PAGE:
Sainthood Judge Vows Objectivity

Pope John Paul II leans on his pastoral staff during his visit to the San Mattia parish church in the outskirts of Rome in this March 14, 1999 file photo.The process to beatify Pope John Paul II _ the first step toward possible sainthood _ has officially begun Monday, May 30, 2005
AP (file)
The so-called "devil's advocate" in Pope John Paul II's beatification process, who must investigate any possible doubts about the late pontiff's saintliness, pledged Monday to remain objective but hinted that he supported the cause.

The Rev. Giuseppe D'Alonzo, the promoter of justice in the Diocese of Rome, said he was neither for nor against beatification for the late pope, whom many considered a saint even before he died April 2.

"It's not for me to decide," D'Alonzo said in an interview with The Associated Press in his office, which had a photo of the late pope on the wall. "I must verify the truth."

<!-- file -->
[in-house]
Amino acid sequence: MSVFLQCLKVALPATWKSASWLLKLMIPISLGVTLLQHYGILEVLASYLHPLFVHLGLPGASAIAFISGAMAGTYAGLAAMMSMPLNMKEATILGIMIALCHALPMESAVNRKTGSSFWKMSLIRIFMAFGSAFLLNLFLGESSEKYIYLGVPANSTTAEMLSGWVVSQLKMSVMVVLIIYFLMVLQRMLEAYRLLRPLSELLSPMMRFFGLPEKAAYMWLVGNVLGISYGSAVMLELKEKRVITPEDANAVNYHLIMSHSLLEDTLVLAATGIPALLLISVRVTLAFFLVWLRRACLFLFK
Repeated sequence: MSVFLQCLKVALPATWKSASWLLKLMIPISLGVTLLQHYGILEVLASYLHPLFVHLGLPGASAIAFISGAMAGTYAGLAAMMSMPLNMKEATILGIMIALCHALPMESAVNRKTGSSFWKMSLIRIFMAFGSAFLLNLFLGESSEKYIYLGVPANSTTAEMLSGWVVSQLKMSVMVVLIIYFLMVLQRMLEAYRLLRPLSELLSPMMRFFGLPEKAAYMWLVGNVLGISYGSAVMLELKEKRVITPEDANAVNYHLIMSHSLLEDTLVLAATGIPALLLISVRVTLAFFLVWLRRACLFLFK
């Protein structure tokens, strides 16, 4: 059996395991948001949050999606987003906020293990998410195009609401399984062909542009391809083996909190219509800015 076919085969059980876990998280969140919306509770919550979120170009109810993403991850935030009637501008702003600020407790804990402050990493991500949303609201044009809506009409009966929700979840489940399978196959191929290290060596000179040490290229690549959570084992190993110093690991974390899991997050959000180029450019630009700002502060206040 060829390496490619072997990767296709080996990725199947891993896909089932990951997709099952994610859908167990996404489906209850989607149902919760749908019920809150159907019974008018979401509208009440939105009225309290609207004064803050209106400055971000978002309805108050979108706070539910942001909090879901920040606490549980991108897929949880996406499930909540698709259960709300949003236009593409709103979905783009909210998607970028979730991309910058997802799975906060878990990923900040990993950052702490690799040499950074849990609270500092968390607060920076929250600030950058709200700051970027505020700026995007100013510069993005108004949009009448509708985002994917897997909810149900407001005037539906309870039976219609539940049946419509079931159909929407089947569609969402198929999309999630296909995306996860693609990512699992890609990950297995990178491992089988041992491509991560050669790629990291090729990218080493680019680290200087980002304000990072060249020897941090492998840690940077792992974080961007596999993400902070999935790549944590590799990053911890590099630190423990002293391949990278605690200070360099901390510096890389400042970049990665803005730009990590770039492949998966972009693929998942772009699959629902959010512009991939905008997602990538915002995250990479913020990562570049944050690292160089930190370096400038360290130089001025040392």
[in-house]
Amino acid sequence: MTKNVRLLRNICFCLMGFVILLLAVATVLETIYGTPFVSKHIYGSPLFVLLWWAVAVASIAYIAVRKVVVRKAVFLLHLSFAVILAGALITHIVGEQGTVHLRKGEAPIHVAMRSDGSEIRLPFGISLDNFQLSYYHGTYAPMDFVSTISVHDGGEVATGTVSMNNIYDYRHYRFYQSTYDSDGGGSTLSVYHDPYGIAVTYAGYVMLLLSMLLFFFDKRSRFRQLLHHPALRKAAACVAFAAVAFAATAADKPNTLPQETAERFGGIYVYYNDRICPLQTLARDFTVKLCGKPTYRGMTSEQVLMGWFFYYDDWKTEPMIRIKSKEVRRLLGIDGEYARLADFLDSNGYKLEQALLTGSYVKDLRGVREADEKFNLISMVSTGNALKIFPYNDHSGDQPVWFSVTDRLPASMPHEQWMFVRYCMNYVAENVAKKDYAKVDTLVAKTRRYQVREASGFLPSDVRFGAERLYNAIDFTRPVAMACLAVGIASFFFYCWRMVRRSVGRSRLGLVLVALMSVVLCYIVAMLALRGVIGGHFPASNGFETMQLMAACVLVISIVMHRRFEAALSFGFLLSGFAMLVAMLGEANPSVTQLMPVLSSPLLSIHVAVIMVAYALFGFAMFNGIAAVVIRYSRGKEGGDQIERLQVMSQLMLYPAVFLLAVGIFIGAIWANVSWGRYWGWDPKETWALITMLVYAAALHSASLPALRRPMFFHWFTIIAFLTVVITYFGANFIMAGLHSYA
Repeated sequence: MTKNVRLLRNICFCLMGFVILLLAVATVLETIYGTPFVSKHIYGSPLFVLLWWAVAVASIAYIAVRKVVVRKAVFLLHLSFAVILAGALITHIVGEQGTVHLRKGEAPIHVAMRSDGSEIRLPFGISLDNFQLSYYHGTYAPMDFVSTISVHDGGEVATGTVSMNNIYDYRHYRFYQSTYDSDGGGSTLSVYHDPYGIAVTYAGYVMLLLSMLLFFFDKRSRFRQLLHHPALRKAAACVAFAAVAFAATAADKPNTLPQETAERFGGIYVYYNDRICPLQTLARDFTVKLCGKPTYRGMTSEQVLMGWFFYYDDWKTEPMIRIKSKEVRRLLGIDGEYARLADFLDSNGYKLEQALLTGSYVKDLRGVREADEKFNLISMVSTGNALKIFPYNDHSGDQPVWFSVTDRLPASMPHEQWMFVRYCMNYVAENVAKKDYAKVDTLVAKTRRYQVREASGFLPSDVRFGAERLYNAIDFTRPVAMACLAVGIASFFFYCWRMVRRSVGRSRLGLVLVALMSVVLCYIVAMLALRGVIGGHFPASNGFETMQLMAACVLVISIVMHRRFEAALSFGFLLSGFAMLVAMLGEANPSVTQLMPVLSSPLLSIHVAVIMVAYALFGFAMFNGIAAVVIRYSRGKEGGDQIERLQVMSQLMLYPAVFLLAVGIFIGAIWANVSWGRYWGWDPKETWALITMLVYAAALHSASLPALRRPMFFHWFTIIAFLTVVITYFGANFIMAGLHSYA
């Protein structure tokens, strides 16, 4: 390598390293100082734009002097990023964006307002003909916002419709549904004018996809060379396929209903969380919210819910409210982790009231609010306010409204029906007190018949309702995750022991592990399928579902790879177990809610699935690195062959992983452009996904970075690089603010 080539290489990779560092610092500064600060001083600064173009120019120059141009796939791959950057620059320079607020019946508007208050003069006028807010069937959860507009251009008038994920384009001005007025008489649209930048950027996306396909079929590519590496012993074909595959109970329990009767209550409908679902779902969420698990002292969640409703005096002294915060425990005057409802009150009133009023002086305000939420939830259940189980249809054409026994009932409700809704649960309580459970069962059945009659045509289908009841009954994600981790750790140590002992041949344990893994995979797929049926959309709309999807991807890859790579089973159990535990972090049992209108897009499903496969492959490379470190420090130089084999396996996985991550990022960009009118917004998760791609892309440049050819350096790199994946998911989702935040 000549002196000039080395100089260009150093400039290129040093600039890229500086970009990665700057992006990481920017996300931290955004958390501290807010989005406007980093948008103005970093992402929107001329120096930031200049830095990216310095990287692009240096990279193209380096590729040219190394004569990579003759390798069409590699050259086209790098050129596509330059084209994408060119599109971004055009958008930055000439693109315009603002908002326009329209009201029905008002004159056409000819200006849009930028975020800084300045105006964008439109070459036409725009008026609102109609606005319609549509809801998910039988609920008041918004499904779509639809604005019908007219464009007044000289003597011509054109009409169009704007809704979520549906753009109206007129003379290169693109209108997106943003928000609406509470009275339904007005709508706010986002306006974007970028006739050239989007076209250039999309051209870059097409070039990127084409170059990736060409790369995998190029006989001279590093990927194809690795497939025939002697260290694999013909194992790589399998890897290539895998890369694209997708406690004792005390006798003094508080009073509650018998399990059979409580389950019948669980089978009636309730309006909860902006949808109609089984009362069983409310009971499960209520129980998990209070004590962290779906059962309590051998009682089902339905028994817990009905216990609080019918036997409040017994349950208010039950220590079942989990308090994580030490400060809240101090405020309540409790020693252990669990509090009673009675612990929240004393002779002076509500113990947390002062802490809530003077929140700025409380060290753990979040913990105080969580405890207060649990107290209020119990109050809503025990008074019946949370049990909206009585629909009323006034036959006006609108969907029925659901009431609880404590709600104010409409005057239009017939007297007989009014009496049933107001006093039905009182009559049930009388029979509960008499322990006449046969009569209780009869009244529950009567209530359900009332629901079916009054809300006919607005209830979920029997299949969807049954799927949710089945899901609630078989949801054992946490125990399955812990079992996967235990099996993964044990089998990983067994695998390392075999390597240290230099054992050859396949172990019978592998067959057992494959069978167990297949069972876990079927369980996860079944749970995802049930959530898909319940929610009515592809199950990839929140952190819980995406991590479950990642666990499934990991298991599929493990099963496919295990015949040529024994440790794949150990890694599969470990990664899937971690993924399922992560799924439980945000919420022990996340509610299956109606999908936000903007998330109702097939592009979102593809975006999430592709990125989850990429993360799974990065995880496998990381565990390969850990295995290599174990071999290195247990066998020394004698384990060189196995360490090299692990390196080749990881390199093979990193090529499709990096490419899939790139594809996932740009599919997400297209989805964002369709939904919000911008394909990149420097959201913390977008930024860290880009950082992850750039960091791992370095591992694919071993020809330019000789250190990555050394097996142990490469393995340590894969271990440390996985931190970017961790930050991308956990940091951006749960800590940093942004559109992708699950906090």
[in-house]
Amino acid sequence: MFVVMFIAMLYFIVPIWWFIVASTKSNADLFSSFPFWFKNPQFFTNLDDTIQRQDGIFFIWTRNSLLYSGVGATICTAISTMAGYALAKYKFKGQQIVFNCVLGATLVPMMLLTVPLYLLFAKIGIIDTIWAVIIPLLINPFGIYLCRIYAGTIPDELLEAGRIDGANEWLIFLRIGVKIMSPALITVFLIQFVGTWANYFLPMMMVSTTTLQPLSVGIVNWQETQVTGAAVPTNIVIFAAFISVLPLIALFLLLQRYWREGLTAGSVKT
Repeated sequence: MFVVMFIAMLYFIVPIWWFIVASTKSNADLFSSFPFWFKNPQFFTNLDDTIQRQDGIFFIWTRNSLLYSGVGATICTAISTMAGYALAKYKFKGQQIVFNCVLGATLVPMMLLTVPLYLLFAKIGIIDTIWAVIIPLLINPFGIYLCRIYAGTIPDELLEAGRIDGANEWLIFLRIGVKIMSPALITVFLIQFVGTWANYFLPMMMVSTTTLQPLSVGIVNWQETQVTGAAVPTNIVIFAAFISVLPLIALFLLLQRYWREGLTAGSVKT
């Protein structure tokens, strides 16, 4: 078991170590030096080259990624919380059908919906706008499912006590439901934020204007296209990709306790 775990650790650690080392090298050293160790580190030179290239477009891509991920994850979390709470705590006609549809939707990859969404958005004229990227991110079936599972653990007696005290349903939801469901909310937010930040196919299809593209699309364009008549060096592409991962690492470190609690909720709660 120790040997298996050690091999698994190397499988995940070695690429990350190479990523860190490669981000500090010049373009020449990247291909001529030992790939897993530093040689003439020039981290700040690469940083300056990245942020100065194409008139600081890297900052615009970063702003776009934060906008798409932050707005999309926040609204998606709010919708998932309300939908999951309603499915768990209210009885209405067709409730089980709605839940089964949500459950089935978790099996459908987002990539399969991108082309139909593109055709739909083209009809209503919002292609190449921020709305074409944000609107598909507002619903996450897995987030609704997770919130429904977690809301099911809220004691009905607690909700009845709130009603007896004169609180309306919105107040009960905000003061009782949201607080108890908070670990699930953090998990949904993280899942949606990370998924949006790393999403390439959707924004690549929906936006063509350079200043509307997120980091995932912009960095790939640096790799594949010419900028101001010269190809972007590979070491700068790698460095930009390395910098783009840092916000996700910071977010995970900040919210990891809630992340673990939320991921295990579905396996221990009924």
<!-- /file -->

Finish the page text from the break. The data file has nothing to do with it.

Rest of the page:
But when asked his personal opinion about John Paul's merits, he conceded: "It's the opinion that ordinary people have, simple people who we all saw in St. Peter's Square when there was the funeral Mass."

D'Alonzo was apparently referring to the chants of "Santo subito!" or "Sainthood immediately!" that erupted from the crowd during John Paul's April 8 funeral — calls that prompted new Pope Benedict XVI to waive the traditional five-year waiting period and allow John Paul's saint-making process to begin right away.

The cause officially opens Tuesday, when D'Alonzo and all the other officials involved take an oath to keep their proceedings secret and not accept "any type of gift" that might corrupt the process.

John Paul himself dispensed with the title of the "devil's advocate" in 1983. The move raised some questions about whether he was merely removing any potential obstacles to his desire to give the faithful as many role models as possible.

John Paul beatified and canonized more people than all his predecessors in the last 500 years combined.